Adam Sandler may well be the least expressive movie star in cinema history. Even in standard goofy-comic mode, his persona is a bizarre amalgam of hostility and nearly autistic self-regard, to the point where he doesn’t so much play off his fellow actors as simply shout them down; I’ve never found that routine especially funny, but obviously his legion of fans would disagree. Sandler’s occasional forays into quasi-serious drama, however, are simply frightening, because they reveal nothing but a black hole where the actor’s soul ought to be. Paul Thomas Anderson’s aggressively expressionistic direction in Punch-Drunk Love managed to cover for him to some degree, but there’s nowhere for our alleged hero to hide in Funny People, which finds longtime pal Judd Apatow (The 40-Year-Old Virgin, Knocked Up) teasing us with the notion of the “real” Adam Sandler. It’s a commendably dark portrait in many ways, but even in the guise of an unregenerate asshole, Sandler gives the camera absolutely nothing. He’s a contemptuous void.
Rather than distract us with whirligig camera moves à la PTA, Apatow goes the blatantly sentimental route, informing us in the opening scene that Sandler’s character, George Simmons—a wildly successful but fundamentally lonely Hollywood megastar—has contracted a potentially terminal disease. For some reason, this sudden awareness of his own mortality inspires George to latch onto a struggling young comic named Ira Wright (Seth Rogen), whose utter lack of guile makes him a lousy entertainer but a sensational sycophant. Ira even accompanies George on his ill-advised mission to reconnect with Laura (Leslie Mann, the director’s wife), the woman who got away, who’s now married to a philandering Australian businessman (Eric Bana) and the mother of two overly cute little girls (played by Apatow and Mann’s own daughters). As it turns out, George isn’t necessarily dying, but that doesn’t mean he isn’t prepared to upend the lives of everybody around him.
So accustomed have I become to resisting Sandler’s alleged charm that it took me most of this ridiculously long movie—it runs nearly two and a half hours—to realize that we’re genuinely not meant to like George Simmons, even after his ostensible deathbed conversion. On paper, this is a courageous performance, especially given the extent to which we’re encouraged to see George as a thinly veiled portrait of Sandler himself. Plenty of actors will play callow narcissists in the first reel (en route to Learning What’s Really Important), but I can’t think of many who’d allow a climactic moment in which they openly check their e-mail during a little girl’s ardent grade-school performance of “Memory” from Cats. (“I saw it on Broadway,” George protests. “She wasn’t as good.”) A final rapprochement notwithstanding, George is pretty much the same self-absorbed dickwad at the end of Funny People that he was at the beginning—a radical notion for a big-budget Hollywood movie that’s being sold as a raucous comedy. (It’s gonna tank so hard.)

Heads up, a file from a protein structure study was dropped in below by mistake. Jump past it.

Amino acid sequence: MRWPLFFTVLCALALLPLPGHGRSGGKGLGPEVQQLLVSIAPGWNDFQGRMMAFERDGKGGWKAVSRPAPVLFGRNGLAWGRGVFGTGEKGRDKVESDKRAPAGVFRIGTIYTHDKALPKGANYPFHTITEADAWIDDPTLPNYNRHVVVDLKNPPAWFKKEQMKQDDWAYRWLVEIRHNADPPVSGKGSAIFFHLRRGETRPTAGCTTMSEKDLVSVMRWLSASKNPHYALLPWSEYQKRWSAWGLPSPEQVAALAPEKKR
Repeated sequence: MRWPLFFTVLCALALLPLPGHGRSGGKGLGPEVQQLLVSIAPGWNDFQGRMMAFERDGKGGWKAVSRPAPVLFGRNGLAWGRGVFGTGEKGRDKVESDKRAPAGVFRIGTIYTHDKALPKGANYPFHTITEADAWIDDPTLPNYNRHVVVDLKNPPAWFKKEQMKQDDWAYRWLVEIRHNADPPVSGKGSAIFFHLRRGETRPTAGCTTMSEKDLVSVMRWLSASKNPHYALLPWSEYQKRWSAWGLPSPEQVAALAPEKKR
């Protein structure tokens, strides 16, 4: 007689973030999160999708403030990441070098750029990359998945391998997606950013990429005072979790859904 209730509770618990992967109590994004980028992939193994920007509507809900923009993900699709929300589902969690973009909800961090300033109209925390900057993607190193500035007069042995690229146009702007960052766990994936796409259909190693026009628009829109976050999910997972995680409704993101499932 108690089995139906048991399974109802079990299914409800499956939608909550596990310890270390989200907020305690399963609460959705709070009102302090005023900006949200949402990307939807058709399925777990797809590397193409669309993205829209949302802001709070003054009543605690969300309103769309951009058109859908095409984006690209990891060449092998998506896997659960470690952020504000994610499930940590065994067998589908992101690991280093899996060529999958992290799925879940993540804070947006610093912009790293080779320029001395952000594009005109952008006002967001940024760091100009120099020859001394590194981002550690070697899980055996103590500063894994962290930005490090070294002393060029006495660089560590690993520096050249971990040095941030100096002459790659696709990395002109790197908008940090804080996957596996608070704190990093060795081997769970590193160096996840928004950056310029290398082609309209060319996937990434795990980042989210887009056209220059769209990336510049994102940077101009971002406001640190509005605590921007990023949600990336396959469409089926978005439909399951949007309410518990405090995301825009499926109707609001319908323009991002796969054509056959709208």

Trouble is, we need to care about this self-absorbed dickwad in spite of his flaws, and Sandler seems incapable of revealing the wounded kid beneath the defensive facade. It doesn’t help that in most of his scenes he’s playing opposite an anxious, lovable puppy dog; those who saw Observe and Report this past spring will be amazed at the polar extremes to which Rogen can adapt his gruff-genial comic style. But Tom Hanks faced off against Sally Field in Punchline two decades ago and still managed to create a self-lacerating yet recognizably human character. When Laura looks into George’s dead eyes and tells him she’s never loved anyone the way she loves him, on the other hand, her ardor seems not merely misplaced but downright unfathomable. There’s no there there.